In photography we try to take "sharp" photos. In general, this means that the subject should be in focus, with clean lines, sharp details, and no (unintentional) blur. It is a combination of precise focusing, a static camera and the characteristics of the lens used.
One thing to keep in mind is that there are two types of sharpness: There is an official optical measure (it is called acutance) that gets all kinds of complicated fast, and there is a perceived sharpness that photographers mostly want , The latter is addressed today, although there are some overlaps with the optical sharpness.
So, let us in.
What is sharpness?
As defined above, the subject is a sharp image of the image ̵
The main theme of the photo is Kat's eyes; They are so sharp that you can see the individual eyelashes, even if the focus on her face wears off. Just compare the sharpness of her eyes with the slight blurring of her ears and the blurry background. I know that I pull with my own horn, but it's a pretty good example of the classic "portrait look".
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Here the image is sharp throughout the frame, from the rocks in the foreground to the lighthouse in the background , The motion blur in the rocks is just one element of long exposure photography.
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In both examples above, sharpness is the result of accurate focusing, a static camera, and the lens and its settings. Let's take them one after another.
Accurate focusing is probably the most important factor for taking sharp pictures. If you miss the focus on a small scale, it will affect your image and not save a lot of work in the mailbox. I love the photo of an old man putting up his fishing gear, but I missed the focus.
Even though I was just a little bit away – somewhere between his hands and his sweater it's focus is resting – the photo is now pretty much useless for anything other than teaching people to not focus to miss. Much more of this picture is blurry, but because her eyes are sharp, the picture works. Although the rest of the subject is quite in focus, the fisherman's face is not and the photo does not work.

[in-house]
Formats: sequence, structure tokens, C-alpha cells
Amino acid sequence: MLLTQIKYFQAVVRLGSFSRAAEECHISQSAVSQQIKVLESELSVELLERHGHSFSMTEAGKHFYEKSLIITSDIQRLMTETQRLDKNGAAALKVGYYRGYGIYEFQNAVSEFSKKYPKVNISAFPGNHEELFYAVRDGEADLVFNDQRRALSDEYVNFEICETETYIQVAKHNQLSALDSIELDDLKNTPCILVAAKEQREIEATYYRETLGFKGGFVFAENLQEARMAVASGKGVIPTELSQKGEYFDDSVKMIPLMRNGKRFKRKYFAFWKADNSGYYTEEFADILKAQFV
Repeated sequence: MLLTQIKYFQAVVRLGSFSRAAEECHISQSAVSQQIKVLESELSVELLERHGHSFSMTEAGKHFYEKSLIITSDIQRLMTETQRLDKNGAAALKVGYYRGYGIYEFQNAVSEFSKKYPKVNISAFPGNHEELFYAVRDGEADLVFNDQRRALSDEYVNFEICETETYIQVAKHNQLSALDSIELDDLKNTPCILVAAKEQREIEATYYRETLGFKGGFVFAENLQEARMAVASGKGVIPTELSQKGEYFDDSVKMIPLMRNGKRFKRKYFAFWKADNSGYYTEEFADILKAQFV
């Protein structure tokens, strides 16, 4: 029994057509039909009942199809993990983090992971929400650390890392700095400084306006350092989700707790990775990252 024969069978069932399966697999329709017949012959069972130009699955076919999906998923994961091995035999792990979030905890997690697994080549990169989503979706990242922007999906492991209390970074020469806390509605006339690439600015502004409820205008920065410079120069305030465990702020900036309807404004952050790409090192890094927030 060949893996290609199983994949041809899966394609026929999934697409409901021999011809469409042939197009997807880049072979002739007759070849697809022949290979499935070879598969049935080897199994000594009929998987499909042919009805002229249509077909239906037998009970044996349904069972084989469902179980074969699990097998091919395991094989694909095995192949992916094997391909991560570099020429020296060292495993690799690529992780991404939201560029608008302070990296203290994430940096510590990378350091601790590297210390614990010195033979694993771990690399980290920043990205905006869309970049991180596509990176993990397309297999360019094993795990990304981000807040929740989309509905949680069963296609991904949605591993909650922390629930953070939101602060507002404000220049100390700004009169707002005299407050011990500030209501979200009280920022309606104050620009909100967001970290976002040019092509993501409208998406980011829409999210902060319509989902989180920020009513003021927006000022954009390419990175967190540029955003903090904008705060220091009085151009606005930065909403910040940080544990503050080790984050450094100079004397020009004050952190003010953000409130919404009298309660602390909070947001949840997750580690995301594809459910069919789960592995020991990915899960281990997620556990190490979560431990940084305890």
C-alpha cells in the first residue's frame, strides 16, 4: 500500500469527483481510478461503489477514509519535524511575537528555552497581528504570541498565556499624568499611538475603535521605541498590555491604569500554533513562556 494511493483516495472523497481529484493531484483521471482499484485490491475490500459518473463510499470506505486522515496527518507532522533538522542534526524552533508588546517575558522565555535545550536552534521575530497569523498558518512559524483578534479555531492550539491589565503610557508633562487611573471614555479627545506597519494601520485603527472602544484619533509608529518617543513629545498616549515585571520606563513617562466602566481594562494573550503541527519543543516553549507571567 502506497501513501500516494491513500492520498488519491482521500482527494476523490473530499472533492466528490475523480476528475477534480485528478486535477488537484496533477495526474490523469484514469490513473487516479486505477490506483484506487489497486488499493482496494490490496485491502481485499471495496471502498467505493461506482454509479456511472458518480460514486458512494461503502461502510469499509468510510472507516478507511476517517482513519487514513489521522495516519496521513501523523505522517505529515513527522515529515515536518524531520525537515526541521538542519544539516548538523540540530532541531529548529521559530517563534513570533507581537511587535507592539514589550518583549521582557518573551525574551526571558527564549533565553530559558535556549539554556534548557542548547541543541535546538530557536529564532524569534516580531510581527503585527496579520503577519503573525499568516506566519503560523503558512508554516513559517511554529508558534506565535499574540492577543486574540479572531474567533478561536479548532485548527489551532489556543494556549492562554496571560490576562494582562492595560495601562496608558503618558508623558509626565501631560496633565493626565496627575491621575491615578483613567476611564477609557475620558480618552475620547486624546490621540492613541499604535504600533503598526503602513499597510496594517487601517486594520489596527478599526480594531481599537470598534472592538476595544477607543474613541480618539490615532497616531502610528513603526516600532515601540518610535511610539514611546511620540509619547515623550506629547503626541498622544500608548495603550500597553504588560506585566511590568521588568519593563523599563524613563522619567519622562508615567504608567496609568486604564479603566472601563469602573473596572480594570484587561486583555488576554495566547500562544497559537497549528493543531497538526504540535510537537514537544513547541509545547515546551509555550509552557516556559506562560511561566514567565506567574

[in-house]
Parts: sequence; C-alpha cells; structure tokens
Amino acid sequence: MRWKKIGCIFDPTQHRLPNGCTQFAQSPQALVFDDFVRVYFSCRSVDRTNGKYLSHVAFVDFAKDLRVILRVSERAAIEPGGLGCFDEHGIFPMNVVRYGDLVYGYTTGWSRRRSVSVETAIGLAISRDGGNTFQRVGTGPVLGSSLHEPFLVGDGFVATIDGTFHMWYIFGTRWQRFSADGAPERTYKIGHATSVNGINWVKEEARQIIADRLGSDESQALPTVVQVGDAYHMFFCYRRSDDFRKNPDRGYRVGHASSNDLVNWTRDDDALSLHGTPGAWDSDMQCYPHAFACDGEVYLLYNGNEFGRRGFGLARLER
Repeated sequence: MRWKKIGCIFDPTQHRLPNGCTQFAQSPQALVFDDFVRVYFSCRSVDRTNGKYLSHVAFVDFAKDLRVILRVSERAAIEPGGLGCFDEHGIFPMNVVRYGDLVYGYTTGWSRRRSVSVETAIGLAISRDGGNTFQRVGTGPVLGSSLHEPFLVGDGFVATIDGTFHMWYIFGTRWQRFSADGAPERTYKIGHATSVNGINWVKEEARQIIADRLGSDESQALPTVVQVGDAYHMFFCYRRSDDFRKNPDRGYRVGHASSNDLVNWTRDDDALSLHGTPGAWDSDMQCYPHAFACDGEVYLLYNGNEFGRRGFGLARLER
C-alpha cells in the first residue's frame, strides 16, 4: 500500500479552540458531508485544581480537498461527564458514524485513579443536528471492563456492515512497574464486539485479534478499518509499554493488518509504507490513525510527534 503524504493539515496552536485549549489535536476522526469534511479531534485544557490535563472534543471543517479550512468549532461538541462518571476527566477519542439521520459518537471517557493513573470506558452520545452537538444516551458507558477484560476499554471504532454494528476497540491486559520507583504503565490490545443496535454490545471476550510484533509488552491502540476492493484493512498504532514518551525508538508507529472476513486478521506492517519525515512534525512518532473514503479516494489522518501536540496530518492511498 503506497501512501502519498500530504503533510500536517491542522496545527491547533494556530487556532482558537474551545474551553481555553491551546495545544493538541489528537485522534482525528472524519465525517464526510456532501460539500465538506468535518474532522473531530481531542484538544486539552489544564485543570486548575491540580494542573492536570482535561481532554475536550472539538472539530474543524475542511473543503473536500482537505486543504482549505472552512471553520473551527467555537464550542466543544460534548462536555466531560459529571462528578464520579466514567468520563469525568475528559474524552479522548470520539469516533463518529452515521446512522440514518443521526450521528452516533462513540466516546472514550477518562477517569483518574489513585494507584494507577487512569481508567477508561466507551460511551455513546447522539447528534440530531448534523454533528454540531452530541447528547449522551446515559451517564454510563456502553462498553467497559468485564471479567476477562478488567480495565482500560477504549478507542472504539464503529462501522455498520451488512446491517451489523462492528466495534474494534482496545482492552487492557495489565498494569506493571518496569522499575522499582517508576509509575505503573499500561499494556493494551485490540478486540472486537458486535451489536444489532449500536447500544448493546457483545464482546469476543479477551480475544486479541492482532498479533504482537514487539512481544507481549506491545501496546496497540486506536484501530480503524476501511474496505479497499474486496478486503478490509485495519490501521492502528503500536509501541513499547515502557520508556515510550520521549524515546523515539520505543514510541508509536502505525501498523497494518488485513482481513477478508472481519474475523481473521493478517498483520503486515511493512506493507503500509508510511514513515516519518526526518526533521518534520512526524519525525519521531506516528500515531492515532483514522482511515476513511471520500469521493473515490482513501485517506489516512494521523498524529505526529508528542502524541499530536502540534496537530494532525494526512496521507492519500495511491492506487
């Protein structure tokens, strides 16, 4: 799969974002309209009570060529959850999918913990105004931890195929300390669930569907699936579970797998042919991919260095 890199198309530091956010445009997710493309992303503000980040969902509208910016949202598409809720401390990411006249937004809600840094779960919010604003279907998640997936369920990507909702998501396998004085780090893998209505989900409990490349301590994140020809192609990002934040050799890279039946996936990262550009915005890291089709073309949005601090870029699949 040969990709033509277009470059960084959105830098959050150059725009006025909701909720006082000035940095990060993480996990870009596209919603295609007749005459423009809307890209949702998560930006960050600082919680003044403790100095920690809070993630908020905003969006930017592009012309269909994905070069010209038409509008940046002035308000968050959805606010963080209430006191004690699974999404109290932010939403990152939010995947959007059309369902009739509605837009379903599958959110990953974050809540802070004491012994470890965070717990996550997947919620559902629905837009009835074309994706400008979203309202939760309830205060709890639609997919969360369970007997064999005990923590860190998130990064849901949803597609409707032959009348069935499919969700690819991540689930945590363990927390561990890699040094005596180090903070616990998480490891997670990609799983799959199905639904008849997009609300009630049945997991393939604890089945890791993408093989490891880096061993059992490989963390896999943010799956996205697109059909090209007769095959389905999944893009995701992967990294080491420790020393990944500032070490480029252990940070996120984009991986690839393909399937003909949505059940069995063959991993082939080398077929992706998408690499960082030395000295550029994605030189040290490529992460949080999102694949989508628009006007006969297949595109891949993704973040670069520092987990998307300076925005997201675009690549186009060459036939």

A static camera
There is no camera movement for a sharp image. This means one of two things: Either you shoot with a slow shutter speed to freeze the movement, or you use a tripod to lock the camera.
Which option you use depends on the type of photo taken. You need a fast shutter speed for a portrait. For a landscape, you can choose either a fast shutter speed or a tripod if you want to use a longer shutter speed.
The features of the lens used
Lenses are far more important than your camera It depends on image quality. Even the simplest SLRs can take great, sharp photos, while a bad lens makes the camera worthless by ten.
In general, good lenses – that is, expensive lenses – provide a higher sharpness throughout the image that photographers refer to than "edge-to-edge sharpness." With cheaper lenses, images are likely to be taken where the center of the image is sharp but the edges are out of focus.
Better lenses also have less optical distortion or chromatic aberration. You can see a small loss of edge sharpness in the image below of a newspaper. The text block on the left is in the center of the image, while the block on the right comes from the edge. I used a Canon 50mm 1: 1.8 for this review.
Lenses do not have the same quality throughout, which can add to the confusion. Most lenses have a "sweet-spot" surface, which is the sharpest. Normally the value is between f / 5.6 and f / 16, depending on how the lens is designed.
To get an idea of how sharp the lenses are and when they are with you. Look at the reviews on DxOMark.
So you have it: Sharpness is sharp and a decent lens – as long as you do not fumble the camera while recording.